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TitleCrow Brother, Feathered Prince, Eagle Lord
DomainBirds, Ingenuity
Divine rank4
SymbolsBlack feathers crossed in an "X" shape
Worshipped inMostly in Eyktol by the Chaktawe

Eywaat is a playful god worshiped by a serious people. A less ambitious deity he tends to helps floundering people groups in inhospitable lands. He sees all his worshippers as his "nestlings" and commonly manifests in signs and dreams.



Eywaat is often the patron god of inventors, and desert dwelling Chaktawe and is an important deity among inventors and all who love birds. He inspires ingenuity and is the proverbial prince of all birds. However, he has a special affinity for black feathered birds. To the Chaktawe he is worshipped as primarily the god of crows and ravens.

It is thought that Eywaat was an idle god pleased with making games and inventions before the world came into being. He flew amongst the divine in the shape of a large black feathered creature with wings and was often consulted for a pithy word or asked to create an amusement.

When Mizahar was formed, though, Eywaat saw a purpose for all his creative energy. It is rumored that Caiyha is his mother and bestowed on him lordship over a class of animals that would resemble his favored shape. The first bird flocks were crafted from his black feathers and Caiyha's blessing. Eywaat breathed over the feathers, teaching them flight and giving them life. The birds he formed retained kernels of his personality in their curiosity and tenacity.


Eywaat commonly manifests himself in the unassuming form of a glossy crow, but is known to occasionally appear as dire versions of other bird species. When in a humanoid form he is a young man with wavy dark hair, a long nose and a large smile. His skin is somewhat tanned and his eyes are hazel. He dresses like a Chaktawe, with an affinity for shiny green rings, but maintains human features, combining all cultures where he holds prominence.


After an encounter with the god, most followers express either feelings of cheer or an awakened curiosity. Eywaat is called Brother-Crow because the role he plays is that of a protective and playful older sibling. He is wise and clever, but commonly feigns confusion because he prefers his followers seek out their revelations through experience. As one who speaks to the birds, he has a vast knowledge of the world and what happens within it. His friendly personality tends to obscure his powers, so people are often surprised when he does something miraculous or requiring great physical strength or speed. It is thought the god prefers it this way, desiring his followers joy more than their cautious reverence.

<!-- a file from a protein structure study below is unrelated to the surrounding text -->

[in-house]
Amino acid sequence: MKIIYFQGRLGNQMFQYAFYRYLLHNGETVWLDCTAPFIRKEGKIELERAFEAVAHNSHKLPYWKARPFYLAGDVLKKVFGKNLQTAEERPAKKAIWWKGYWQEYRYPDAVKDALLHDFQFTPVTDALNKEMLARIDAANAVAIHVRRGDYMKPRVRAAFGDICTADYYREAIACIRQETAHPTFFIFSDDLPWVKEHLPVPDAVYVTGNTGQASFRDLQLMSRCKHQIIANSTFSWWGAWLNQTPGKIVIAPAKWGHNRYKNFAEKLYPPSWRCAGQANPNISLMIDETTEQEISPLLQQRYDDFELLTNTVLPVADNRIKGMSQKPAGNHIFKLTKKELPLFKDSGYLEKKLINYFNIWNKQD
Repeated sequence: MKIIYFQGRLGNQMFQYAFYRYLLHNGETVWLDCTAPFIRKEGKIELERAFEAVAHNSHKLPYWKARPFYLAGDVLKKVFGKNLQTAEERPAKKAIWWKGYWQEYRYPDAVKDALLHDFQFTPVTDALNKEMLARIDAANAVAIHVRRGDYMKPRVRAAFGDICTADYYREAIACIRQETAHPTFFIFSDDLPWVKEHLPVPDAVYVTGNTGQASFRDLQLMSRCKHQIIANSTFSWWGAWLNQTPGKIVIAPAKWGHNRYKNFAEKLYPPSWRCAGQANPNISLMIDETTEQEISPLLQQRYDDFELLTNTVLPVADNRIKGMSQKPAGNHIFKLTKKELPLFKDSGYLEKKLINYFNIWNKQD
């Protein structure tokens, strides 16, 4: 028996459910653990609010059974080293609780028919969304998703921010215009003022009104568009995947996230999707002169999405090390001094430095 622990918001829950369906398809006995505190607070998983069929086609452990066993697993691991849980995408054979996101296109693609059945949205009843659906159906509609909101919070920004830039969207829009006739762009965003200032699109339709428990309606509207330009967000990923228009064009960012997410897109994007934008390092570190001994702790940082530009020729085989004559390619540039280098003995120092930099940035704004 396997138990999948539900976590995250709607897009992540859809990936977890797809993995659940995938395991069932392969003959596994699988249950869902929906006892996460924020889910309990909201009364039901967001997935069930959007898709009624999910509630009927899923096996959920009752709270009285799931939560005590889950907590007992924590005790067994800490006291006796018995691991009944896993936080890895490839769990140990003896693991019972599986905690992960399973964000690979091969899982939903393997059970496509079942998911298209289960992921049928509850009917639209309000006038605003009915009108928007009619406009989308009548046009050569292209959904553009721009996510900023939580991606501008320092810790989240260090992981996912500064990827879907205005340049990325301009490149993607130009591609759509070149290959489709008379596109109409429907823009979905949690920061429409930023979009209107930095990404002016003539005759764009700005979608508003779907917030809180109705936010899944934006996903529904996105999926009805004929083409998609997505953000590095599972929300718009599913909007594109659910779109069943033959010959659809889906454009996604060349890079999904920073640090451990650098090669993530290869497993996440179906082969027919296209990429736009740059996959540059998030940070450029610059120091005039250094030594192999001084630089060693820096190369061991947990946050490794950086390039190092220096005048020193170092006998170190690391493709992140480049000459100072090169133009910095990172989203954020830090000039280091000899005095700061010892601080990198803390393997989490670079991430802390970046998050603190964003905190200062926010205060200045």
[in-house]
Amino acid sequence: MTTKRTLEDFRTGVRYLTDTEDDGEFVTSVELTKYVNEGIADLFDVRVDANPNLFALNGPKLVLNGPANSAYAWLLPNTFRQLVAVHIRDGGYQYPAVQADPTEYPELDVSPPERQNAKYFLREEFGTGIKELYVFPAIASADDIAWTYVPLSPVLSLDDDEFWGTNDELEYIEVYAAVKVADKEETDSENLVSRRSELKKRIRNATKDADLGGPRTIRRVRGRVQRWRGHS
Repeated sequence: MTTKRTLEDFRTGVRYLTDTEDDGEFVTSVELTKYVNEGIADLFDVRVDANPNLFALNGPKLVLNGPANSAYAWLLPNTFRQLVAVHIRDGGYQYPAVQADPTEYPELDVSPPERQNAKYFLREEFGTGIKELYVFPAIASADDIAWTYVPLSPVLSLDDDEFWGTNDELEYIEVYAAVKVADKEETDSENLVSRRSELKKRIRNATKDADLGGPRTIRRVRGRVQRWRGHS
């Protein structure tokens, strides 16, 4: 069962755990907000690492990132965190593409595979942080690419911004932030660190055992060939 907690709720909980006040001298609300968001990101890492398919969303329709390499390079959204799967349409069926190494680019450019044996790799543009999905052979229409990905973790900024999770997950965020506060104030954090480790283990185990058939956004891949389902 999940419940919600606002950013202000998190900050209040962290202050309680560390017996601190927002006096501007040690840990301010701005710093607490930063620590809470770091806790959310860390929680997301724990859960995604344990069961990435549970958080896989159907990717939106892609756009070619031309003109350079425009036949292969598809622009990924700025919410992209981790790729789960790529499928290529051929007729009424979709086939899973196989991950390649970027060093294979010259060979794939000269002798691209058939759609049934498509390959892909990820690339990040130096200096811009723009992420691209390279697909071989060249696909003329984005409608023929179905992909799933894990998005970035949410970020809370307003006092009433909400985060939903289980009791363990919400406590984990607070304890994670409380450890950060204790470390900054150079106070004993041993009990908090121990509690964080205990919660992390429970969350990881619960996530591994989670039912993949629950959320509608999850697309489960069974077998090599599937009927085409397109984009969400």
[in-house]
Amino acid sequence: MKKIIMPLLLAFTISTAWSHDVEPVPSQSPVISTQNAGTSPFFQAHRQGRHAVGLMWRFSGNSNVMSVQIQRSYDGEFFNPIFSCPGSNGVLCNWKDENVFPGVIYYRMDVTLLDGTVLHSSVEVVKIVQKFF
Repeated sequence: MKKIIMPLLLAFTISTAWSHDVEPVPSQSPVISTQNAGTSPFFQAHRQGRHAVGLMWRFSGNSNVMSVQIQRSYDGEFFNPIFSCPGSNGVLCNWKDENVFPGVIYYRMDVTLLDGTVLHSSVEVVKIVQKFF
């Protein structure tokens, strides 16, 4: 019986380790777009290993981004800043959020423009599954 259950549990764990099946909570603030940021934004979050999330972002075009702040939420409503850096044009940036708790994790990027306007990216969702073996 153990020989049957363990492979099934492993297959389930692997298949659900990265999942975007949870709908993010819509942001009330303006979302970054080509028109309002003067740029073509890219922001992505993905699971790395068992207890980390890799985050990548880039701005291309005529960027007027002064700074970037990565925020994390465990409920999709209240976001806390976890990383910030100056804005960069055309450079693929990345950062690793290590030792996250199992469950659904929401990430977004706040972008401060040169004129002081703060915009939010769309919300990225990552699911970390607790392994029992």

Eywaat is also a fool for a pretty face paired with a witty tongue, and is not beyond trying to romance mortal women. His looks are less than god-like at the beginning of these romances, choosing only to reveal himself when he has won the girl's heart and discerned her inner goodness. While Eywaat has the charm of a young man and a lively spirit, he is not cruel. A woman he favors will be his paramour for as long as she wishes, however, she may have to share him. Eywaat has maintained ten wives and even more lovers at once.


Worshipping Eywaat can be through promoting ingenuity in invention and art or treating others (including birds) with the same care and attention Brother Crow shows to his followers. He is an admirer of artisans and will happily reward those who excel in their craft. Ingenuity can also be manifest through survival in adverse lands, such as the desert.

Eywaat also enjoys songs, dance and stories and occasionally sits invisible by fires to hear them told. A youthful god, he is still a little vain and delights in hearing tales about himself. This has given to the custom of setting a place for him in hopes he may manifest.


Related threads: Eywaat
heightGrains of Faith in the Desert SandEshatoh meets a disguised Eywaat and they talk about Eshatoh's departure.